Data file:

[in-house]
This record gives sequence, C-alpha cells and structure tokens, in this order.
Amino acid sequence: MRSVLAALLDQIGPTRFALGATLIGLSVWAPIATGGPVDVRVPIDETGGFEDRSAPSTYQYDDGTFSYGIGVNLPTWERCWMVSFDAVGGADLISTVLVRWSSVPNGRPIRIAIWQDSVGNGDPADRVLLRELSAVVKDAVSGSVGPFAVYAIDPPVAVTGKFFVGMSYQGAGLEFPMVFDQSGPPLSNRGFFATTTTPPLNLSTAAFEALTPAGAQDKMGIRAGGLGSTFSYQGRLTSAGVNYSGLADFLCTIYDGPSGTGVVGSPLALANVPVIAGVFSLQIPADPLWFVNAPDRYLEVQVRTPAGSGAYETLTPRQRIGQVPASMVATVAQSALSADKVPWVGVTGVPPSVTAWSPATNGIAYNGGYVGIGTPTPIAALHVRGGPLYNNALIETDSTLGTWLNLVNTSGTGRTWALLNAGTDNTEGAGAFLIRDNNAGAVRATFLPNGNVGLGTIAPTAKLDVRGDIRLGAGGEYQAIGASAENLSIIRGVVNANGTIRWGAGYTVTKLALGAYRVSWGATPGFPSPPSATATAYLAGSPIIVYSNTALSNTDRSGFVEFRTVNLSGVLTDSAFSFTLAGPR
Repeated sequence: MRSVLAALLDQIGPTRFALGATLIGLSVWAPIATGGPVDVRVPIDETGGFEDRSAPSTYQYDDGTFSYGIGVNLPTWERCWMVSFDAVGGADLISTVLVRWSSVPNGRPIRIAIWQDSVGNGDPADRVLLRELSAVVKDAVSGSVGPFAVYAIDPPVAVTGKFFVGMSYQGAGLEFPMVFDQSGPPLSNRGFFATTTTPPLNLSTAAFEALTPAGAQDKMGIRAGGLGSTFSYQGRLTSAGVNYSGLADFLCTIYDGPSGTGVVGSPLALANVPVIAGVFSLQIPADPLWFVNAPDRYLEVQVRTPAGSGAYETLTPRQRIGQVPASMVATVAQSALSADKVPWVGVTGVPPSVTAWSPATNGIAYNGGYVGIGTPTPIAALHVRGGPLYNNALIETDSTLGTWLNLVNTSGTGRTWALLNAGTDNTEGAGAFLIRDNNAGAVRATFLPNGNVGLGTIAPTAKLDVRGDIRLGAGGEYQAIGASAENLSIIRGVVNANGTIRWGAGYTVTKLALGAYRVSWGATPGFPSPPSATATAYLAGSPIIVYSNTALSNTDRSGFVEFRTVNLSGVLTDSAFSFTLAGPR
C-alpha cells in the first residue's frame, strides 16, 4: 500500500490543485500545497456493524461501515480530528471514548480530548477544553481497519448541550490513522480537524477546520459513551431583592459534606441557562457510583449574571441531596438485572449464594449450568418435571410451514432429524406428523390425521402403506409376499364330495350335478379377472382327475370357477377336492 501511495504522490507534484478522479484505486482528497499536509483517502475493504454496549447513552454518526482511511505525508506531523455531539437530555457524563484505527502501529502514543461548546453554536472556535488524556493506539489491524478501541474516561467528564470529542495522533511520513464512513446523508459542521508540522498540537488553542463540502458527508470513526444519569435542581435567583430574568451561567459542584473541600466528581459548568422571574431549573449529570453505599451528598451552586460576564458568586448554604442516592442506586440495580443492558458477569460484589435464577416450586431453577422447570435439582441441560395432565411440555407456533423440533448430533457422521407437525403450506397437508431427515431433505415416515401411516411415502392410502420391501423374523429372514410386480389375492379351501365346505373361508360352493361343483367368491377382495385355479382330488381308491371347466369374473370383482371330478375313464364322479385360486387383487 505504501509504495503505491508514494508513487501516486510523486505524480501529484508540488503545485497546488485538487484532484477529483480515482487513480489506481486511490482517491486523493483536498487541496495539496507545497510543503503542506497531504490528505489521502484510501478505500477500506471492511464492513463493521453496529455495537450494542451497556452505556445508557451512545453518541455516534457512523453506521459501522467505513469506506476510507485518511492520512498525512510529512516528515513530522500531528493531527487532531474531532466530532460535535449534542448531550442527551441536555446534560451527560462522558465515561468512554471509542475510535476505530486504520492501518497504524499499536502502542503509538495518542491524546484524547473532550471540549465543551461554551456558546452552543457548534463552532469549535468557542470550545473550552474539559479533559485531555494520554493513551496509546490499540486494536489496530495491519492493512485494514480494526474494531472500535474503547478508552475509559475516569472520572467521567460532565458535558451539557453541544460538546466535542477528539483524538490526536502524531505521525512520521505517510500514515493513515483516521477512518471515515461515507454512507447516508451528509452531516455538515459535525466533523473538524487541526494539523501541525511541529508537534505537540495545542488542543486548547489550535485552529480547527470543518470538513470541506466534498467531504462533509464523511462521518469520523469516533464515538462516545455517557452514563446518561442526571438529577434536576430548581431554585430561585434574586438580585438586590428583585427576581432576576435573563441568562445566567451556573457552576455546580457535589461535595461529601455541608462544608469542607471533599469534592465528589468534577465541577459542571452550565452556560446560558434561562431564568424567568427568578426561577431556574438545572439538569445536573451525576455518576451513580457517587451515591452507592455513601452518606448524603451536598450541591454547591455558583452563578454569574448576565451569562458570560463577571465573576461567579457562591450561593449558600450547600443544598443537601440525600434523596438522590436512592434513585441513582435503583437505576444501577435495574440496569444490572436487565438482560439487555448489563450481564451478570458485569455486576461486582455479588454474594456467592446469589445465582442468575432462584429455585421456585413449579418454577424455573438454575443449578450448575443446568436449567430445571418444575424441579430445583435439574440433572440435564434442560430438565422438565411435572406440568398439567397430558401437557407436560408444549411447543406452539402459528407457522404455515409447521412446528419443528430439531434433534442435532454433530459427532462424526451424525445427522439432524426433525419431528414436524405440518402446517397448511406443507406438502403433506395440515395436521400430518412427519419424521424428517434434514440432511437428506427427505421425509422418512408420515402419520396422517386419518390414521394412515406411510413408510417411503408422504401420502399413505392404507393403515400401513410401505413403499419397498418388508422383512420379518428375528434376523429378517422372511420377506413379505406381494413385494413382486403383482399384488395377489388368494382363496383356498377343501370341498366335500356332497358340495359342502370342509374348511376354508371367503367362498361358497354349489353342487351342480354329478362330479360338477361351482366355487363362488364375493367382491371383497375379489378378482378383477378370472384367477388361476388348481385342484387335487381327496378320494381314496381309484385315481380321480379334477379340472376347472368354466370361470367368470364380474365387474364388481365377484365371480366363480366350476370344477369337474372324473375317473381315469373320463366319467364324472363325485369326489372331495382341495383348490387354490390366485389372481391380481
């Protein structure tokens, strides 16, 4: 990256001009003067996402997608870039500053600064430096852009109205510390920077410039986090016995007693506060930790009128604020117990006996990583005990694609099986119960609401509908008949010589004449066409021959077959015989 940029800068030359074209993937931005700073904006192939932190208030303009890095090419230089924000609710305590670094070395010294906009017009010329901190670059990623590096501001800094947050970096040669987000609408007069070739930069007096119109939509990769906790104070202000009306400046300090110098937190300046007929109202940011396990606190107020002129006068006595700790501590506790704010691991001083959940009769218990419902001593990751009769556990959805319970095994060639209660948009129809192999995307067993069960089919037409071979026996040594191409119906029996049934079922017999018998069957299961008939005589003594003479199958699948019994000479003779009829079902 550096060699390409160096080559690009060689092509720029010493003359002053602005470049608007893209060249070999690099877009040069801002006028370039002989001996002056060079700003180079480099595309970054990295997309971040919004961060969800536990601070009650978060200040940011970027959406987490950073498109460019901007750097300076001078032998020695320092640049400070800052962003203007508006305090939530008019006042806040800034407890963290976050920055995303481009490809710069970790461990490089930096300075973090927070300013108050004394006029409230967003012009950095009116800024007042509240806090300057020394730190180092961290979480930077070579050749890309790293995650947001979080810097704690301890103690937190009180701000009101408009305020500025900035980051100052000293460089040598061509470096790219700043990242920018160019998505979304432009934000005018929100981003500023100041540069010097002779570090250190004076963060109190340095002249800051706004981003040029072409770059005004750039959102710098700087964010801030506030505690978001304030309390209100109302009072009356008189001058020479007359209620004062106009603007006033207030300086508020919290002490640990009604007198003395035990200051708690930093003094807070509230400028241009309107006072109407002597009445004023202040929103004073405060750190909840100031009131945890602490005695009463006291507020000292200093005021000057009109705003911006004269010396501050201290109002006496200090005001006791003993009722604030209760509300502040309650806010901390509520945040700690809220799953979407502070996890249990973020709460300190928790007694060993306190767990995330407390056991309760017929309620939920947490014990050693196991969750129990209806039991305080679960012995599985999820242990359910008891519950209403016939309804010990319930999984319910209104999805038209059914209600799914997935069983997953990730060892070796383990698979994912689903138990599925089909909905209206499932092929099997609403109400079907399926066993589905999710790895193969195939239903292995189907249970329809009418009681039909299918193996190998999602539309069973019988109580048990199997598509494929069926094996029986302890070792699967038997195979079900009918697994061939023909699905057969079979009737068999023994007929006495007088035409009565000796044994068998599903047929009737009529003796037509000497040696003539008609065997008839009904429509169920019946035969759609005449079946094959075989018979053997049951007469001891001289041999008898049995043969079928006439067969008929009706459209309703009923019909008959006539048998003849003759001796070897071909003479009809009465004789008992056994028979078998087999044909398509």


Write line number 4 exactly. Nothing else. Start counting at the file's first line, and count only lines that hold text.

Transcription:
Repeated sequence: MRSVLAALLDQIGPTRFALGATLIGLSVWAPIATGGPVDVRVPIDETGGFEDRSAPSTYQYDDGTFSYGIGVNLPTWERCWMVSFDAVGGADLISTVLVRWSSVPNGRPIRIAIWQDSVGNGDPADRVLLRELSAVVKDAVSGSVGPFAVYAIDPPVAVTGKFFVGMSYQGAGLEFPMVFDQSGPPLSNRGFFATTTTPPLNLSTAAFEALTPAGAQDKMGIRAGGLGSTFSYQGRLTSAGVNYSGLADFLCTIYDGPSGTGVVGSPLALANVPVIAGVFSLQIPADPLWFVNAPDRYLEVQVRTPAGSGAYETLTPRQRIGQVPASMVATVAQSALSADKVPWVGVTGVPPSVTAWSPATNGIAYNGGYVGIGTPTPIAALHVRGGPLYNNALIETDSTLGTWLNLVNTSGTGRTWALLNAGTDNTEGAGAFLIRDNNAGAVRATFLPNGNVGLGTIAPTAKLDVRGDIRLGAGGEYQAIGASAENLSIIRGVVNANGTIRWGAGYTVTKLALGAYRVSWGATPGFPSPPSATATAYLAGSPIIVYSNTALSNTDRSGFVEFRTVNLSGVLTDSAFSFTLAGPR